The 8th IGF in Bali, Indonesia, took place at a delicate time when surveillance and privacy issues were dominating most IG meeting agendas.
The Snowden leaks led to a strengthening focus: the heavy air of distrust pervading online users has driven major Internet companies to focus on more transparent methods of operation; meanwhile, however, more leaks continue to emerge.
Trust has been undermined, and this has led to a serious crisis, including in Internet governance, explained Dr Jovan Kurbalija during last week’s webinar on the main developments, outcomes, and general atmosphere of IGF 2013. The webinar was the latest in Diplo’s series of monthly IG webinars.
Dr Kurbalija said that there is an urgent need to find a way out of the current situation. Unsurprisingly therefore, surveillance was among the top three issues discussed during workshops and sessions at IGF 2013. The High-Level Leaders’ Meeting, on Day 0, touched on the issue, while the Taking Stock/Emerging Issues closing session focused on Internet surveillance.
IG’s institutional architecture
In recent weeks, we’ve seen IG issues being tackled in other forums, placing IG in the premier league of global governance, according to Dr Kurbalija. The fact that other players are now discussing issues that fall under the broad IGF umbrella probably led so many workshop organisers to discuss the IG’s institutional framework at this year’s IGF.
Dr Kurbalija said that approximately 40% of this year’s IGF workshops discussed the institutional approach, particularly the multistakeholder model. Many questions continued to arise: Is the multistakeholder model really working? Is there proof that this approach is the ideal one?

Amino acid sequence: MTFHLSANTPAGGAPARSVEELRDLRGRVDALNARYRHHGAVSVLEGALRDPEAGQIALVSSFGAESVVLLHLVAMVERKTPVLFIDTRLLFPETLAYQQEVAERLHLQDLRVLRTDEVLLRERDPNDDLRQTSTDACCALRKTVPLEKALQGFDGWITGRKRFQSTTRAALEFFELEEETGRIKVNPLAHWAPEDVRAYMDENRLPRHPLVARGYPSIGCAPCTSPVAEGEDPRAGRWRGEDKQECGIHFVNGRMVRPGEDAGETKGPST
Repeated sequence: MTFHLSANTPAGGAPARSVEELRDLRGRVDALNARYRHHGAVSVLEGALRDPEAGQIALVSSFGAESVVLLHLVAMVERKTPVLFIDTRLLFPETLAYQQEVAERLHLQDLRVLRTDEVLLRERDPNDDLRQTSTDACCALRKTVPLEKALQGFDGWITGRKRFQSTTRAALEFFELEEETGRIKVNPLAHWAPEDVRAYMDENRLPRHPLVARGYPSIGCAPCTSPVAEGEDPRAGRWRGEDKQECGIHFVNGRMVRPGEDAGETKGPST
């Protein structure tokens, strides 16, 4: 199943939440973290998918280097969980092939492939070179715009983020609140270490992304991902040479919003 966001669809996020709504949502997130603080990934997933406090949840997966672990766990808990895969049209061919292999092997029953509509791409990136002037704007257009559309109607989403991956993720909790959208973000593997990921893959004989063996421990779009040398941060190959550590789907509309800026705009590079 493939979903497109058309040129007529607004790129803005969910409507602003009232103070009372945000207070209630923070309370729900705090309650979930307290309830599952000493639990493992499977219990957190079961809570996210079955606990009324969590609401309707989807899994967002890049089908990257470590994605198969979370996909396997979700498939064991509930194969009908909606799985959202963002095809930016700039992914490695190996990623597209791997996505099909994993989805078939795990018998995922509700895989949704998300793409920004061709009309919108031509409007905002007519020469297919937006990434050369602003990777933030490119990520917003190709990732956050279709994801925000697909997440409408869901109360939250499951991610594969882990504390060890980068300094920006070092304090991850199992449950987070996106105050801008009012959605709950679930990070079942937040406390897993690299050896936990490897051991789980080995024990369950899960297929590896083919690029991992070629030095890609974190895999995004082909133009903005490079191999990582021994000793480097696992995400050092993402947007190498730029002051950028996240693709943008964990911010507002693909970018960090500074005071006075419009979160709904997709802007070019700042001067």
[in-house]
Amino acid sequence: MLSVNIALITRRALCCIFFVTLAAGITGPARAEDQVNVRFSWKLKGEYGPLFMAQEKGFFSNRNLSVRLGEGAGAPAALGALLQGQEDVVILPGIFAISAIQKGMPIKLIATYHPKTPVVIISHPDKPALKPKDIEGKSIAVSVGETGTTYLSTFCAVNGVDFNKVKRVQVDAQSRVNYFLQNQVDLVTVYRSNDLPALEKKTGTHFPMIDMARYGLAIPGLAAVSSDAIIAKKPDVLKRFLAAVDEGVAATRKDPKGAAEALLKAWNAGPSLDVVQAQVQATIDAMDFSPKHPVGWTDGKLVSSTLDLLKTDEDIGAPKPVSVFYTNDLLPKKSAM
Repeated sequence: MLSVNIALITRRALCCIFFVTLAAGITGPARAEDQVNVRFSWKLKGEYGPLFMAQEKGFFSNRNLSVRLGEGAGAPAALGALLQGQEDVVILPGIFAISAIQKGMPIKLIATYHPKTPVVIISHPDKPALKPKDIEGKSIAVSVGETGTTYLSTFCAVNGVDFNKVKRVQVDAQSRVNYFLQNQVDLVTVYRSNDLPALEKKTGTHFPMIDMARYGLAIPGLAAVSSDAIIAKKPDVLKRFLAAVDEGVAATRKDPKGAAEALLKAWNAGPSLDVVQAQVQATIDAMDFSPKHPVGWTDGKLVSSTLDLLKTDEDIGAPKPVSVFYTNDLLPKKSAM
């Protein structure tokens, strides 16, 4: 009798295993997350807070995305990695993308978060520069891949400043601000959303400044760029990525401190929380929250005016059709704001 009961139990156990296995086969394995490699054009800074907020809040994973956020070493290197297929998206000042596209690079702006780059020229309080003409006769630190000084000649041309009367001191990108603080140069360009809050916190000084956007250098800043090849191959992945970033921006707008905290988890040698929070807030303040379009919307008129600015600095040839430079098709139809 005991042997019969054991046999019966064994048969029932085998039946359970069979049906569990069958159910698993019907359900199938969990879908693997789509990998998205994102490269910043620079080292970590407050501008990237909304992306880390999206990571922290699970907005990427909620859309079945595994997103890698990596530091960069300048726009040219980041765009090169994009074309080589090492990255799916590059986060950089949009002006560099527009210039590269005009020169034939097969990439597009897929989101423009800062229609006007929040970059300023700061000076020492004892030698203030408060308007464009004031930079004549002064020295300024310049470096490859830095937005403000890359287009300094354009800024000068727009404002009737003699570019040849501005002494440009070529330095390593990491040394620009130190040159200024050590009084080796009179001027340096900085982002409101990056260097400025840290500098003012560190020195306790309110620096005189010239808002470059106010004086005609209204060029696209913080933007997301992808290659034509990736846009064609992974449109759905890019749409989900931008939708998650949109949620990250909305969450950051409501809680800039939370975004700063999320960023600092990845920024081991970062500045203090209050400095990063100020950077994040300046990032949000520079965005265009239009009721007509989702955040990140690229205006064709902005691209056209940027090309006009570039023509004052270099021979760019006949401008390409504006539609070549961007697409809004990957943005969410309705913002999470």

The recently announced meeting which Brazil – whose President has been highly critical of the USA’s surveillance operations – and ICANN are co-organising in May 2014, is possibly a way out of the current IG crisis, Dr Kurbalija explained.
Not only can we expect the meeting to tackle Internet surveillance, but also to focus on the IG institutional framework. As ICANN’s CEO Fadi Chehadé stressed during the IGF, ‘It will be a truly multistakeholder meeting, with a multistakeholder steering committee, where Brazil and maybe 3 or 4 other organising countries will be involved, attended by a multistakeholder audience.’
What can we expect in the forthcoming period?
A series of meetings are lined up for 2014 (see ‘high politics’ along the vertical axis in Dr Kurbalija’s IG geometry sketch). These include the WSIS +10 High-Level Event in Sharm el-Sheikh in April, the Brazil/ICANN meeting in May, and the ITU Plenipotentiary Conference in Bhutan in October.
In the broader IG context, Dr Kurbalija explained that the Brazil/ICANN meeting is moving towards a Zone of Possible Agreement– a scenario in which it is possible for players from both sides of the spectrum to find common ground. The spectrum includes players in favour of the multistakeholder model, and those who lean towards an intergovernmental model.
At the same time, it is yet to be seen whether other players, especially governments, will also move towards the common-ground zone. What is certain is that statistics from Diplo’s study on the emerging language of the IGF have revealed that at this IGF governments were less talkative than in the past. Now the big question is whether the Brazil/ICANN meeting will break the deadlock in the current wait-and-see approach which many stakeholders have adopted?
We invite you to listen to a live recording of the webinar:
in which Dr Kurbalija also discusses questions and comments by webinar participants, including: Which organisation or forum has come closest to proposing a sustainable model for IG? How many people spoke in languages other than English in IGF 2013 focus sessions? What can be done to encourage government participation at IGF meetings? You can also download the PowerPoint Presentation in PDF format, separately, here. To receive news, announcements and follow-up e-mails regarding our IG webinars, subscribe to our IG webinars group.